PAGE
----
RECENT NEWS
Motley Fool  Apr 16  Comment 
The renewable stock is up 23% since the decision.
Biomass Magazine  Mar 5  Comment 
This year is setting up to be a long year for the biofuels industry. First on the agenda is the fate of the biofuels tax extenders, including the biodiesel blenders, renewable diesel credit, second-generation and alternative fuels credits, which all
Biomass Magazine  Feb 26  Comment 
The U.S. Department of Energy awarded the University of Illinois a $10.6 million, five-year grant to transform two of the most productive crops in America into sustainable sources of biodiesel and biojet fuel.
The Economic Times  Jan 17  Comment 
The Bangalore Water Supply & Sewerage Board (BWSSB) has permitted Eco Green Fuels, a private firm, to see if it can convert waste into feedstock for biodiesel.
The Economic Times  Jan 8  Comment 
Bengaluru generates a huge quantity of oil and grease waste but lacks guidelines or a system to dispose of used edible oils.
Biomass Magazine  Dec 19  Comment 
Brian Jennings, CEO of the American Coalition for Ethanol, is asking the conference committee negotiating changes to House and Senate tax bills to extend the cellulosic biofuel tax credit and biodiesel tax credit as part of the Tax Cuts and Jobs Act.
OilVoice  Dec 15  Comment 
Source: U.S. Energy Information Administration, Monthly Biodiesel Production Report Throug ...
Biomass Magazine  Dec 14  Comment 
The board of directors of the California Biodiesel Alliance has voted to broaden the scope of membership to include advanced biofuels. To reflect the change, the organization has changed its name to the California Advanced Biofuels Alliance.
Biomass Magazine  Dec 13  Comment 
With more private and government fleets using biodiesel than ever before, it has never been more important to learn about the basics of cold flow improvers—why they are needed, how they work, and the various options for different applications.




 
TOP CONTRIBUTORS
Biodiesel is a nearly perfect substitute to petroleum derived diesel fuel. It is derived from the transesterification of biogenic oils such as vegetable oil and animal fats. The US biodiesel industry is burgeoning- it has tripled each year during the past few years. So much so, in fact, that vegetable oil prices, which account for around 80% of production costs, have almost become prohibitive to biodiesel's production as demand for biogenic oils - mainly soybean, palm, and rapeseed (canola) - has pushed their prices to unprofitable levels. Biodiesel has a well defined place in a sustainable energy portfolio, but the nascent biodiesel industry has a long way to go.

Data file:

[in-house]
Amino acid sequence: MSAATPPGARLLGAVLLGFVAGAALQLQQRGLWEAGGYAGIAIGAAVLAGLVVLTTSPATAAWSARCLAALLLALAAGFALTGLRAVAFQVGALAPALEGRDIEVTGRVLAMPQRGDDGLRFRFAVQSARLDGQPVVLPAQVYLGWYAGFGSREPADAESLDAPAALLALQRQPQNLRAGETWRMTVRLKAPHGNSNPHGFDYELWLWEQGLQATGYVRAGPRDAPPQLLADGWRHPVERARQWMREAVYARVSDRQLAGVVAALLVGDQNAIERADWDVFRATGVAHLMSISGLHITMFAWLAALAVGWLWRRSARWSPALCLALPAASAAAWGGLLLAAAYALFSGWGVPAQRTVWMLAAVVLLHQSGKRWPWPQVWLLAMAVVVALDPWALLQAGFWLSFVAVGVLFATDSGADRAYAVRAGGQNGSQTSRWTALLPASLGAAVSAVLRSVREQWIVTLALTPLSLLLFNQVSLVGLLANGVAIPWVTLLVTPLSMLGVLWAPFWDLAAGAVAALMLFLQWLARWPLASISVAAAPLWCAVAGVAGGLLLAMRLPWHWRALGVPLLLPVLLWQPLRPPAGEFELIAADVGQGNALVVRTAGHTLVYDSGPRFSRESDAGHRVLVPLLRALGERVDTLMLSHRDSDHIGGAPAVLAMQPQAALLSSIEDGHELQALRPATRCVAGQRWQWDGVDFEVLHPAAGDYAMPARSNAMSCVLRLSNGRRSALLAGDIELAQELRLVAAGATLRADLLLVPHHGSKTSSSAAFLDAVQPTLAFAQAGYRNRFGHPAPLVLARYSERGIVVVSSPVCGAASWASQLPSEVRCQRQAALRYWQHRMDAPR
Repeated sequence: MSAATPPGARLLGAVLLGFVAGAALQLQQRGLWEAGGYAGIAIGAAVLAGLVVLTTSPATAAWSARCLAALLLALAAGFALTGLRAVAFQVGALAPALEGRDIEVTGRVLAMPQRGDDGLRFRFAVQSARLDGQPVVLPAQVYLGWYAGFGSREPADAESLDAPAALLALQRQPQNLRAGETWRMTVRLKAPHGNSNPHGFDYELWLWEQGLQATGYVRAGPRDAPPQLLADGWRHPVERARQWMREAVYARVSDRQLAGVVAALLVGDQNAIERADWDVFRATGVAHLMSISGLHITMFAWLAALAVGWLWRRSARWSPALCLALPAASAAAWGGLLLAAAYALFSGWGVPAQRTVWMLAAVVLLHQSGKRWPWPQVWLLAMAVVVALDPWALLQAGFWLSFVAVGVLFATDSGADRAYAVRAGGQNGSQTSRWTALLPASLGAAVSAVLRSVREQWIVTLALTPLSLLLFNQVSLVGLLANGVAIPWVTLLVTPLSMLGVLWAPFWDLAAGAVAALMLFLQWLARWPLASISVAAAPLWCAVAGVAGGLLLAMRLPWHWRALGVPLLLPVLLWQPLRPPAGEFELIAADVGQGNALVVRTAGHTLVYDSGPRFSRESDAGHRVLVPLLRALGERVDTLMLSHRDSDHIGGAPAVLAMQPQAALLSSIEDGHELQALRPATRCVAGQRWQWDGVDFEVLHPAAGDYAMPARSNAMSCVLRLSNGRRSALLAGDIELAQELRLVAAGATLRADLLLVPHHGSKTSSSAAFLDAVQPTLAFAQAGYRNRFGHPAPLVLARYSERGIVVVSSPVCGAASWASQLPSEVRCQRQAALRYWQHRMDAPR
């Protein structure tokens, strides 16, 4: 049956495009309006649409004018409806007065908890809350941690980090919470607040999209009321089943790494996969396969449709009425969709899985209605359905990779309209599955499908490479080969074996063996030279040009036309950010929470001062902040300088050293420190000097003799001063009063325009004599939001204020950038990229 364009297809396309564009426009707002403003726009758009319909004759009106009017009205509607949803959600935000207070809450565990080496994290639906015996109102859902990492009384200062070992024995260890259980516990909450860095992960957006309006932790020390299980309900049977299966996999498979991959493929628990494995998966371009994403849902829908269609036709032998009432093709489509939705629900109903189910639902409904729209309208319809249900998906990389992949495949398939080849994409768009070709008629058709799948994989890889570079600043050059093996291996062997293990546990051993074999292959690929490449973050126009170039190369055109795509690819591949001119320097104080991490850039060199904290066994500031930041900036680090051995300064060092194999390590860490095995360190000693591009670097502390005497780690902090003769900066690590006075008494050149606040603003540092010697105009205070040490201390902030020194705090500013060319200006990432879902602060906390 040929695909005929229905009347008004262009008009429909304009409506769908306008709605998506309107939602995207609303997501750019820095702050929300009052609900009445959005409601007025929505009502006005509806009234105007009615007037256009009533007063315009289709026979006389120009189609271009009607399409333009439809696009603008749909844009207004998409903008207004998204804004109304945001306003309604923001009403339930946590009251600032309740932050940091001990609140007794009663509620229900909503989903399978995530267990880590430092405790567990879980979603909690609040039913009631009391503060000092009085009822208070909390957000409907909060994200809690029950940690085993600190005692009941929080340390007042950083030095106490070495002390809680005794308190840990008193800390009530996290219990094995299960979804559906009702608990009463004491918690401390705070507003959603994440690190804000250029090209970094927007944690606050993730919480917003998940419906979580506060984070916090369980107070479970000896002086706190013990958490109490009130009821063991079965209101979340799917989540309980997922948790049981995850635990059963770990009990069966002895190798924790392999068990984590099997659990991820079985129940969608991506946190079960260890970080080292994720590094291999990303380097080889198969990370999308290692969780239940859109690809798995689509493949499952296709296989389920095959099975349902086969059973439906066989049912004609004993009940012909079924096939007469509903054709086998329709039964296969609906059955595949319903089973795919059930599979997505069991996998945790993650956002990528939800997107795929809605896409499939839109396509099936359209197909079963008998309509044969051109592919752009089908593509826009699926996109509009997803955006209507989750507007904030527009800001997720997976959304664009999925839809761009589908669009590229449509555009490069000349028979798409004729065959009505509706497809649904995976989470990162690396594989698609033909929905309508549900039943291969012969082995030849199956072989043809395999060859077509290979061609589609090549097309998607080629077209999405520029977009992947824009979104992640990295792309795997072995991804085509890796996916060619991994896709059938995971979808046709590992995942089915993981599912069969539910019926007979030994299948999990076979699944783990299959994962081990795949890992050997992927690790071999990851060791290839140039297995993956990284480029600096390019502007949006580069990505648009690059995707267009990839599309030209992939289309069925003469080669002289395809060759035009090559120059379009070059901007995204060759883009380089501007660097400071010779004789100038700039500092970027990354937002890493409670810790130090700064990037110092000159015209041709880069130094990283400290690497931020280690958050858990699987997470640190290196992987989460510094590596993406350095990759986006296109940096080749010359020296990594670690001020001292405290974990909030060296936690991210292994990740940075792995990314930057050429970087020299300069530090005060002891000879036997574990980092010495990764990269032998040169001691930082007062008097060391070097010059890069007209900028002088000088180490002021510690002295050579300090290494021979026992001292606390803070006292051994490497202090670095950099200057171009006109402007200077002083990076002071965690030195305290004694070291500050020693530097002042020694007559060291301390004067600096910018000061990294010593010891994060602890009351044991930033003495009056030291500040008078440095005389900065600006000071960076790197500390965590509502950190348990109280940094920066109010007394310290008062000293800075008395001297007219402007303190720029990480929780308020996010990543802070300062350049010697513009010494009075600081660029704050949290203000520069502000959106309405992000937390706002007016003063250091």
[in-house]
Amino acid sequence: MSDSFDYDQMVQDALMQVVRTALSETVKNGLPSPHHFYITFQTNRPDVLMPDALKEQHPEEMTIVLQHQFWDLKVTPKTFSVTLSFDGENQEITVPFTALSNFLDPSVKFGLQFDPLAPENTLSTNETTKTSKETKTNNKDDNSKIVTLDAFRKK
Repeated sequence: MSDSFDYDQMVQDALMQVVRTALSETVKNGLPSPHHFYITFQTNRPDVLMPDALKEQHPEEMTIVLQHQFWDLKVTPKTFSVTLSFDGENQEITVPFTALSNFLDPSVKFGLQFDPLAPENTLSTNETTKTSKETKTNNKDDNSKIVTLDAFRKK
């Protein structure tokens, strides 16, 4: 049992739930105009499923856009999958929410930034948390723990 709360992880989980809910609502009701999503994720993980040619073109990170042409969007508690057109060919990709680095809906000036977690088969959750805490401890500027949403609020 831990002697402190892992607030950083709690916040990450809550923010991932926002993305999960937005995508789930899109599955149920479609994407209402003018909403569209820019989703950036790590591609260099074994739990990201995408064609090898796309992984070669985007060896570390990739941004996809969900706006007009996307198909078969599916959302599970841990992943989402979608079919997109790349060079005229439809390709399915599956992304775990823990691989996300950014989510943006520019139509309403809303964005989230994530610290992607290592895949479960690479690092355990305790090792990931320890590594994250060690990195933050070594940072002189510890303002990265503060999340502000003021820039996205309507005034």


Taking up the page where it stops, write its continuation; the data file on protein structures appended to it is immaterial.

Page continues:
State of the Industry

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Recent Soybean Oil Prices

The National Biodiesel Board(NBB) just published the latest US biodiesel capacity numbers. 148 existing plants are reported (up from 105 in January 2007), for a total of 1.39 billion gallons/year of capacity. 96 new projects, and 5 expansions are currently underway, which will account for 1.89 billion gpy of capacity when they come online by the end of 2008. Here are the maps: existing and in construction.

The total is 3.28 billion gallons. This is a nameplate capacity: the output possible when running 24/7, 350 days/year. Collectively, US biodiesel plants run at about 25% of their capacity, a severe underutilization of assets. To put that 3.28 billion gallons per year capacity in perspective, at full capacity it would replace 5.1% of US diesel consumption, take up 126% of US soy oil production, take up 113% of all US vegetable oil production, and take up 84% of all US animal fat and vegetable oil production.

Future Developments

Food for Fuel

Clearly, biodiesel demand pushes up food prices. High oil prices, and subsequently biofuel prices, will cause food prices to rise, potentially pricing out poor people. This effect is well recognized, and many countries, including China, have set limitations on biofuels to combat the possibility of hunger problems resulting from biofuels.

Carbon Credits

Biodiesel reduces carbon dioxide emissions significantly- 70% is a frequently quoted percentage reduction of carbon emissions. The reduction won't approach 100% any time soon- it takes fertilizers, diesel tractors, petroleum powered transportation measures, and methanol to get biodiesel to the pump. However, [Carbon Trading] has the potential to benefit biodiesel producers immensely- on an energy basis, substituting a gallon equivalent of biodiesel for diesel (biodiesel has about 92% of the energy content of petroleum diesel) saves about 6.5 kg of CO2 emissions. It takes about 150 gallons to eliminate a metric ton (mt, or 1000kg) of CO2 emissions, making the roughly $4/mt carbon credit that the Chicago Climate Exchange offers reduce the price of a gallon of biodiesel by a mere 2.6 cents. To eliminate the need for the $1/gallon subsidy currently in place, the price of a ton of CO2 would have to be about $150.

Alternative Feedstocks

In its current form, the biodiesel market scope is small. For the long term, soybean, rapeseed, and palm biodiesel are not great solutions: soybean and rapeseed crops compete with food and have low oil/area yields relative to plants like palm and jatropha. Palm oil is a great feedstock, however it is currently being developed in a highly unsustainable form: deforesting land for palm oil production. It takes many decades to recapture the carbon emitted from forest destruction by planting biodiesel crops. Renewable fuels must become globally traded commodities if they are to have any significant impact on the world's energy portfolio.

Who stands to benefit

Companies who have their hands in jatropha plantations and those with logistics favorable to an international oilcrop market.

Who stands to lose

Companies in the middle of Iowa.

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